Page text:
In the mid-1960s, Steve Gilbert was a beloved Staples High School art teacher. After school — as technical director for Players — he taught students how to create the remarkable sets that gave that drama troupe some of its early renown.
Each summer, Gilbert had another job: general manager of the Westport Country Playhouse. His Staples connection gave him an easy pipeline to willing workers. He hired set builders, ushers, even parking lot attendants.
Some of Gilbert’s teenagers — like Lindsay Law and Ann Sheffer — went on to careers in theater or TV.
Nearly all recall those summers as defining moments of their lives. They learned so much about the arts. They interacted with stars, and struggling actors. They hung out there together after work, and formed lifelong bonds.
“That’s where we grew up,” Sheffer recalls.
Staples Players received a replica of the Globe Theater. Steve Gilbert is at far left; Ann Sheffer is on the far right.
On Saturday, September 9, she returns to the Playhouse. As part of the annual gala — which this year features “Hamilton” Tony Award nominee and Grammy winner Jonathan Groff — the 1966 Staples grad receives the Leadership Award.
It’s been in the works even before Sheffer was born.
Starting in the 1930s, her grandparents spent summers and weekends in Westport. (Their property, on the corner of Cross Highway and Bayberry Lane, predates the Merritt Parkway and Nike site — which became the Westport Weston Health District and Rolnick Observatory.)
As a child, Sheffer’s grandparents and parents took her to the Playhouse. She still recalls sitting in those red seats, for Friday afternoon children’s shows.
The Westport Country Playhouse, back in the day.
At 15, she became one of Gilbert’s ushers. The Playhouse calendar included 12 shows every season, from Memorial Day to Labor Day.
The set would be struck Saturday night. A new one was constructed on Sunday. On Monday, the next play opened.
Going to the Playhouse was “the social event” of the week, Sheffer remembers. “People kept their own seats, and their own days of the week, for years.”
Much has changed — from summer habits to entertainment options to theater itself.
But Sheffer’s commitment to the arts — and the Westport Country Playhouse — never wavered.
After graduating with a degree in theater from Smith College, she earned a master’s in theater administration from Tufts, and an MBA from the University of Washington. Sheffer worked with many non-profit arts groups, serving on boards at the local, state and national levels.
In 1999 — after decades assisting a variety of Westport organizations — Sheffer was asked to help plan the Playhouse renovation. During that long but fruitful process, she championed its history and cultural significance. That includes preserving posters from the Playhouse’s long history. They’re now displayed in the lobby.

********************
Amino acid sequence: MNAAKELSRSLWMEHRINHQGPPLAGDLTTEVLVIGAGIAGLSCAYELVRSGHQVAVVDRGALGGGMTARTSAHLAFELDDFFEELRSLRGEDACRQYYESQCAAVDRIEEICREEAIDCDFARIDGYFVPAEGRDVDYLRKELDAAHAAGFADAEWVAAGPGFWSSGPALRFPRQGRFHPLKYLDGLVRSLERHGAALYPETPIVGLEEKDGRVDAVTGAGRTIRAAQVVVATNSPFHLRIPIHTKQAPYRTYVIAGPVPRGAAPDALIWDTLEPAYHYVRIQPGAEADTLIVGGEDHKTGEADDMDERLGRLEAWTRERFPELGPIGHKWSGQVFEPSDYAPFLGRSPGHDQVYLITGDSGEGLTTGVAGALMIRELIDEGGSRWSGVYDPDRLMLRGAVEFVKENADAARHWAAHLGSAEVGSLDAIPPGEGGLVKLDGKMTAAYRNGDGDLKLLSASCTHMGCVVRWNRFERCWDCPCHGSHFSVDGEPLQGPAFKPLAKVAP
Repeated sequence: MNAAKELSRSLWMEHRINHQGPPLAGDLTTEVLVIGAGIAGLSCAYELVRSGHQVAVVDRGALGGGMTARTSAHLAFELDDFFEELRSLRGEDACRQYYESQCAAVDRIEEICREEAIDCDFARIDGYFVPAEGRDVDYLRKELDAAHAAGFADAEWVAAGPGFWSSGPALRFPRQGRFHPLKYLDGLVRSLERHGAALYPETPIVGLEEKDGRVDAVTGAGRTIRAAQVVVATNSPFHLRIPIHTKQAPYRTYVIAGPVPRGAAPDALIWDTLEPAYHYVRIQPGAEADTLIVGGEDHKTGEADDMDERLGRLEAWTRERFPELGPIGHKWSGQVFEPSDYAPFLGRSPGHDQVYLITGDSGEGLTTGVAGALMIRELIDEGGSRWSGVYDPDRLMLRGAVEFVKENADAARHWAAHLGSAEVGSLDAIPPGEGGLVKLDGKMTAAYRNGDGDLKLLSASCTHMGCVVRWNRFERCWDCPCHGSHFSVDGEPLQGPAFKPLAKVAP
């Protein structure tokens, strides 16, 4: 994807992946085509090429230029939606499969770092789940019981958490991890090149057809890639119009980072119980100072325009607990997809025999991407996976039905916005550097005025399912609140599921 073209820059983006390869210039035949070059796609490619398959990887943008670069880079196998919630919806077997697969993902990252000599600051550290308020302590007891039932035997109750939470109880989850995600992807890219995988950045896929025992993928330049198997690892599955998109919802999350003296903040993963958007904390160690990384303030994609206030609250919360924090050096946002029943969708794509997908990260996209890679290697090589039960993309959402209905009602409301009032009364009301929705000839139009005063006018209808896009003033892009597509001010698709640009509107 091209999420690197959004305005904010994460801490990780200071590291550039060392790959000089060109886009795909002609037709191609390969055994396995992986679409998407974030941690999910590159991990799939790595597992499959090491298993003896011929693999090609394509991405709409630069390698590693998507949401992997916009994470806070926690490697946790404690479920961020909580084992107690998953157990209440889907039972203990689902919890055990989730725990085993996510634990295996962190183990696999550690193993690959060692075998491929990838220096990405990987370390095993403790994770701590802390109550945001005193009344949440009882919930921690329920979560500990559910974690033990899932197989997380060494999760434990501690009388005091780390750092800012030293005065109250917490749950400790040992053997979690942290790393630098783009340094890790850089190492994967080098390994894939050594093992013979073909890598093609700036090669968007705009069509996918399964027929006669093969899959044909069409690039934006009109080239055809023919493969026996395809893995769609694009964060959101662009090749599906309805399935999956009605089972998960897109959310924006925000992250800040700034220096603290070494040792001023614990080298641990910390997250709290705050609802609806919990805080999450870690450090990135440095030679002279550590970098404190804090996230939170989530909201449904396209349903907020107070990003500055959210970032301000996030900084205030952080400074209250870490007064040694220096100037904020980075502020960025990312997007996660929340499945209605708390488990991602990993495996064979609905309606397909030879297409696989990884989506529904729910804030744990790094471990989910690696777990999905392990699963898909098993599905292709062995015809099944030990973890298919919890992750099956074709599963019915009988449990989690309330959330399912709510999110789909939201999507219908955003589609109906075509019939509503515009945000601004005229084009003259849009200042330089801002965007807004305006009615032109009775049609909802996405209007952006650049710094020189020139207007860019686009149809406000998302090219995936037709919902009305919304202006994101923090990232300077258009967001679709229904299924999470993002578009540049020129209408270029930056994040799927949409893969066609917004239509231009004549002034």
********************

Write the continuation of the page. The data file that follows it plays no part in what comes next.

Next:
She helped procure $5 million in bond money from the state. She also negotiated a $2 million grant to name the adjacent barn for Lucille Lortel, along with annual funds for new plays.
Sheffer has long supported the Playhouse’s education programs. Her brother Doug was a props apprentice in 1968. (That’s why every play featured furniture and other items from the Sheffer’s home — including Sheffer’s mother’s high school diploma, which hung on the wall when Shirley Booth starred in “The Desk Set.”)
In 1968, the Westport News profiled Playhouse apprentices. Doug Sheffer is shown in the photo at right.
Sheffer was a trustee until 2015 — “15 amazing years working with Joanne Woodward, Annie Keefe and a dedicated board” that completely transformed an old, leaky and unheated barn into a theater for the next generation.
When she accepts her award at the September 9 gala, Sheffer will no doubt speak about what the Playhouse has meant to her, for so many years.
She may also weave together some of the strands that continue to tie the Westport Country Playhouse to the rest of the community. For example, the Susan Malloy Lecture in the Arts — named for Sheffer’s aunt, and set for September 11 — will feature a panel discussion on “Falsettos.”
Interestingly, in 1994 Staples Players presented that groundbreaking show about gay life as a studio production. The principal did not want it to be shown at the high school — so the Playhouse offered its stage.
The same stage that — 30 years earlier, and more than 50 years ago now — was a home away from home for a generation of Staples Players.
Including a very passionate, and impressionable, Ann Sheffer.
(The Westport Country Playhouse Gala on Saturday, September 9 begins with a 5:45 p.m. cocktail party. A presentation to Sheffer, a performance by Groff and a silent auction follow. All proceeds benefit the WCP’s work on stage, with schools and throughout the community. For more information and tickets, call Aline O’Connor at 203-571-1138, or email firstname.lastname@example.org.)
The Westport Country Playhouse today.